I read on another blog today that A lot of clutter is a lack of acceptance that a moment has passed. All I have to do is look around me to see the truth of that. The TV sits there long after I gave up TV, and although I say I keep it to watch videos, I could do that on my laptop as easily. If I could make it disappear magically I would, but in fact the darned thing is so heavy Emily and I didn’t speak for a week after struggling to get it into the house. I am not sure how to get it out and into the car for the bi-annual hazardous waste recycling drop-off. The water colors, brushes, and paper are on the table. We won’t talk about a whole dresser full of art and craft stuff upstairs, or 20 years of fabric — for clothes or quilts or curtains — in the basement. The piano I haven’t played for a couple of years. Guitar minus strings (new strings on the back of the piano). Books, including dictionaries and style manuals, when I look everything up on-line. CDs I never listen to. Candles. A Rolodex! Take it all away.
What about pictures? How important is it, really, to have pictures of every person you’ve known and loved or hated, every event? People lived without them, obviously. They’ve been around for barely 150 years, right? What if you had to live without those pictures of your children as toddlers? Would you miss them as they were any less and appreciate them as they now are any more? Would you forget your grandparents, great aunts and uncles, and your parents if you had no pictures of them? Could you remember your mother at 25 if you saw her age to 85? Would you enjoy those family events more if you were not recording them, merely living them? If you disposed of the photographs — in my case a large Rubbermaid tub full because I really don’t like albums — could you live afterward without regret? Does anyone ever let “the moment pass” without a fight?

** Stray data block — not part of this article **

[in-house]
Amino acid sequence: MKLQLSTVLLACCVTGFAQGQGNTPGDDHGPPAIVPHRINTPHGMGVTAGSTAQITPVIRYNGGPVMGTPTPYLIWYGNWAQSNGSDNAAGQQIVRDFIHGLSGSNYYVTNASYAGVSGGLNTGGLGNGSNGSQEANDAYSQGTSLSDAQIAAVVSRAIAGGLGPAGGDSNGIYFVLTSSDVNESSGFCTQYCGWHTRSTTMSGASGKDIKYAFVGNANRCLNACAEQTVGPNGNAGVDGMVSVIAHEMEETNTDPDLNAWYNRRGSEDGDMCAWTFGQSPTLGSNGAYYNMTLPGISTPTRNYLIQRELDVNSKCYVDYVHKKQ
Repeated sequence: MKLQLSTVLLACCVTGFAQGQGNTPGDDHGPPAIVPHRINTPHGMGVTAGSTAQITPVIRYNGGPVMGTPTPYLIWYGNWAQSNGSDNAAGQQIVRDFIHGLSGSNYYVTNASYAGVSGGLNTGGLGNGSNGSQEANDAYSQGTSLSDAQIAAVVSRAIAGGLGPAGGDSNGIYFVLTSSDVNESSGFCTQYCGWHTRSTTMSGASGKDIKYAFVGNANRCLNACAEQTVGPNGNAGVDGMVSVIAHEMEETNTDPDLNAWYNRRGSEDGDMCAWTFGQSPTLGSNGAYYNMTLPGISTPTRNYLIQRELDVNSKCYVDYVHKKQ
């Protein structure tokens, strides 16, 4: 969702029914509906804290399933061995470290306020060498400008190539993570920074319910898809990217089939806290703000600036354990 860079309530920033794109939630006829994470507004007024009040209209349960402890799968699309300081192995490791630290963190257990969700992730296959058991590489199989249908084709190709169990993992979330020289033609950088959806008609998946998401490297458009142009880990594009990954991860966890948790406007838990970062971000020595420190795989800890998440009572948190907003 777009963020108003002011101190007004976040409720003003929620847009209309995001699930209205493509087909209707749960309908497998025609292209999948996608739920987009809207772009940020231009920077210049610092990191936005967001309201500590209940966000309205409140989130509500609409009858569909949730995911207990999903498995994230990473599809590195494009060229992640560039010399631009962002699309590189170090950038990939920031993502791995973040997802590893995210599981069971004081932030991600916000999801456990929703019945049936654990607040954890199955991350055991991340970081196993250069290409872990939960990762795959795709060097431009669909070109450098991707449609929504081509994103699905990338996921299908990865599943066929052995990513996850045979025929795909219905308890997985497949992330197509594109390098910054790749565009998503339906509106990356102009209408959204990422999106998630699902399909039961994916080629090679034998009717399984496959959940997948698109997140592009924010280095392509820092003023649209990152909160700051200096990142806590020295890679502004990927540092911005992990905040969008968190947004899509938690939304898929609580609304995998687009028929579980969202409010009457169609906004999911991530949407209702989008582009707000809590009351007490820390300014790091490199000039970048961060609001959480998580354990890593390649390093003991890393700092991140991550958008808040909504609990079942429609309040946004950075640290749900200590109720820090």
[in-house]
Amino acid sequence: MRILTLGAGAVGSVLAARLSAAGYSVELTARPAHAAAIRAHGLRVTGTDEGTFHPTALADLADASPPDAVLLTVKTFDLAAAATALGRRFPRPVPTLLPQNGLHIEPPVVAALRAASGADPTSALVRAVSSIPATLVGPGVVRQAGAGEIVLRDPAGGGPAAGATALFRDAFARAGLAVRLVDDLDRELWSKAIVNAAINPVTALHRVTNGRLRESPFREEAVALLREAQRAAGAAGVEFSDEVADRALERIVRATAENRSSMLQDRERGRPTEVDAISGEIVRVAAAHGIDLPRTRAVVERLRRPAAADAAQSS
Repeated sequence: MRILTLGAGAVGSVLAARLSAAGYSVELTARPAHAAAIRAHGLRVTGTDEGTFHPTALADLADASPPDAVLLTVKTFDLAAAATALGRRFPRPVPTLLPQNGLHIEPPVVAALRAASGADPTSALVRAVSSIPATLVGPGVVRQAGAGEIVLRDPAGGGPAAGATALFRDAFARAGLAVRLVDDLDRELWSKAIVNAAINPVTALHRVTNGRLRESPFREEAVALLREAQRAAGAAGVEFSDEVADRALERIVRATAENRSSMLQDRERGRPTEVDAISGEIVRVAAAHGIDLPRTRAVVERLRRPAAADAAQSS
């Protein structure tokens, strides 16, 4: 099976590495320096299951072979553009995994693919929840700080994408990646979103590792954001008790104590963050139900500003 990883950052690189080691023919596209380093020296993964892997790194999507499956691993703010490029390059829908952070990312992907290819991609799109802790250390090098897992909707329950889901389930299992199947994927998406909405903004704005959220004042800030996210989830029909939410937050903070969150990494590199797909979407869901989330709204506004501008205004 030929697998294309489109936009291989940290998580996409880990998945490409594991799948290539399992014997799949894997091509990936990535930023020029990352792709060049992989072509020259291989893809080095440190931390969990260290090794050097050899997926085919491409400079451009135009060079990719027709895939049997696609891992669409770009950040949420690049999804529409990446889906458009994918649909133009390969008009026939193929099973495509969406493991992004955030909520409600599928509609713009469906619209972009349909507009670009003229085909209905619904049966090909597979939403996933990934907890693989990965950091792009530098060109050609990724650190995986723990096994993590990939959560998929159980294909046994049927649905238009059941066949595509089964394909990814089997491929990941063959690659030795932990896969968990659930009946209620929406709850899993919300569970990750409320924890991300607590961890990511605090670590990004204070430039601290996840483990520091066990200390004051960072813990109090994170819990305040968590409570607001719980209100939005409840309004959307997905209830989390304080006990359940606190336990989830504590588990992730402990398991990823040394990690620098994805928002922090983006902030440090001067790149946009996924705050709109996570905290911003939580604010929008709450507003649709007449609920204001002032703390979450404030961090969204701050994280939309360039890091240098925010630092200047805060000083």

I think I can do without most of the stuff. The pictures, however, will have to be digitized and turned into CDs or zip drives or something, a smaller version of the tub. I think I need to have the pictures somewhere they won’t be seen often so they don’t interfere with the present, but I can’t be rid of them completely. Having once enjoyed the luxury of time travel, I cannot give it up.